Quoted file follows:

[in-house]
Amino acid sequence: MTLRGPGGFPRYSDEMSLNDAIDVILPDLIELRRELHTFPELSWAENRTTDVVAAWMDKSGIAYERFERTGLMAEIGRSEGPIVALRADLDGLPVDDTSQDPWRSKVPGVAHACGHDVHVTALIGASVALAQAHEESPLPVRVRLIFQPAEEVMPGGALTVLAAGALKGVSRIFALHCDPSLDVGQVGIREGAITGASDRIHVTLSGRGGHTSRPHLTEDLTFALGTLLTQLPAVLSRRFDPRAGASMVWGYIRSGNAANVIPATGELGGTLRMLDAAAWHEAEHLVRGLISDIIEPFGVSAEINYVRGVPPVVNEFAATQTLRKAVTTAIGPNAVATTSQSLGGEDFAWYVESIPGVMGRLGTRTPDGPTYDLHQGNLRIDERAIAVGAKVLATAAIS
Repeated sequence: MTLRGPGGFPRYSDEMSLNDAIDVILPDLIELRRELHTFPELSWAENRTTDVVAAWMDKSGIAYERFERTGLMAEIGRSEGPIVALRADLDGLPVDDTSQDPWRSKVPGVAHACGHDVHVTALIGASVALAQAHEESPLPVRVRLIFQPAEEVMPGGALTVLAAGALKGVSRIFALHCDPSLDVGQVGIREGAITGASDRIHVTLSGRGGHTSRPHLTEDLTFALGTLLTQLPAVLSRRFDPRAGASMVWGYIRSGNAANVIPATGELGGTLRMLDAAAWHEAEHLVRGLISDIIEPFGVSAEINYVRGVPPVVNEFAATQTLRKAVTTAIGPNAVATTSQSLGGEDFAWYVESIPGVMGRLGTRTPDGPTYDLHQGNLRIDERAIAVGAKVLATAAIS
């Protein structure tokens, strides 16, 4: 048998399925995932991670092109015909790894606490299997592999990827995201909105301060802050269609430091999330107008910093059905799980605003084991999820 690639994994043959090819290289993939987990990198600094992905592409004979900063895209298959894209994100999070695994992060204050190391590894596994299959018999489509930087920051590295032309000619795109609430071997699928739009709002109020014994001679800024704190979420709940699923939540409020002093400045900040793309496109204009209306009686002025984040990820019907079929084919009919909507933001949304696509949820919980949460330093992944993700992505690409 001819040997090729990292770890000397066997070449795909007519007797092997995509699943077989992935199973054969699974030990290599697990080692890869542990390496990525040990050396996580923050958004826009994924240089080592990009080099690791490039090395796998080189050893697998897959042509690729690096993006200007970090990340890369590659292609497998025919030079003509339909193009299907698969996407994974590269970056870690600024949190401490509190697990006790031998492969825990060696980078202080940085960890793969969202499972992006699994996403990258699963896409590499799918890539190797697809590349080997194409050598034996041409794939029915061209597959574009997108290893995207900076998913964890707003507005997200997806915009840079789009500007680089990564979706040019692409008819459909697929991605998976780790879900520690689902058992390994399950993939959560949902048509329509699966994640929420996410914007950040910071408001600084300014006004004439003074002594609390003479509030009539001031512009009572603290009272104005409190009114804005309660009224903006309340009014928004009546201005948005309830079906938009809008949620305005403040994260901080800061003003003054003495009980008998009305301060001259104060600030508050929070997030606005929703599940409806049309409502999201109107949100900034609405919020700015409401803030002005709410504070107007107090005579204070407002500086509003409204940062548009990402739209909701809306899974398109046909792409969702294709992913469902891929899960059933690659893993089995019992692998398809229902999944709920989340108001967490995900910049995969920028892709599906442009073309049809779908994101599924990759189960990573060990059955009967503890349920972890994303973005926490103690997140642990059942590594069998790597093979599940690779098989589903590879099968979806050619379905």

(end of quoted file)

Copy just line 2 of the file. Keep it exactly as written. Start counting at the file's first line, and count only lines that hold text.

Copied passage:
Amino acid sequence: MTLRGPGGFPRYSDEMSLNDAIDVILPDLIELRRELHTFPELSWAENRTTDVVAAWMDKSGIAYERFERTGLMAEIGRSEGPIVALRADLDGLPVDDTSQDPWRSKVPGVAHACGHDVHVTALIGASVALAQAHEESPLPVRVRLIFQPAEEVMPGGALTVLAAGALKGVSRIFALHCDPSLDVGQVGIREGAITGASDRIHVTLSGRGGHTSRPHLTEDLTFALGTLLTQLPAVLSRRFDPRAGASMVWGYIRSGNAANVIPATGELGGTLRMLDAAAWHEAEHLVRGLISDIIEPFGVSAEINYVRGVPPVVNEFAATQTLRKAVTTAIGPNAVATTSQSLGGEDFAWYVESIPGVMGRLGTRTPDGPTYDLHQGNLRIDERAIAVGAKVLATAAIS